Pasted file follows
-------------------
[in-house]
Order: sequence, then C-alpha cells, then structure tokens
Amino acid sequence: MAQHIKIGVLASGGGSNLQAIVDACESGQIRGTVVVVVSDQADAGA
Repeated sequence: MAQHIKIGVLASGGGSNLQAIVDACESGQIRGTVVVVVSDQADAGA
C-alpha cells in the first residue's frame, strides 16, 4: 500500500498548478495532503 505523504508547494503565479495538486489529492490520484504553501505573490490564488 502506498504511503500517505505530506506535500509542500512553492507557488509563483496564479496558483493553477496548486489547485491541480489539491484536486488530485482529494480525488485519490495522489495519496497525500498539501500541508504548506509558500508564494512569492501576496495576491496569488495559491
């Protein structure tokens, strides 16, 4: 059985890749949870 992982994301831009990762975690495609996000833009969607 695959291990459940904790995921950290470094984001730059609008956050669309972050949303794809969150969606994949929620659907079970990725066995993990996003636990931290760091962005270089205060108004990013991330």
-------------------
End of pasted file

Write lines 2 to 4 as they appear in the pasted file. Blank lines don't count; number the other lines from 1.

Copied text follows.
Order: sequence, then C-alpha cells, then structure tokens
Amino acid sequence: MAQHIKIGVLASGGGSNLQAIVDACESGQIRGTVVVVVSDQADAGA
Repeated sequence: MAQHIKIGVLASGGGSNLQAIVDACESGQIRGTVVVVVSDQADAGA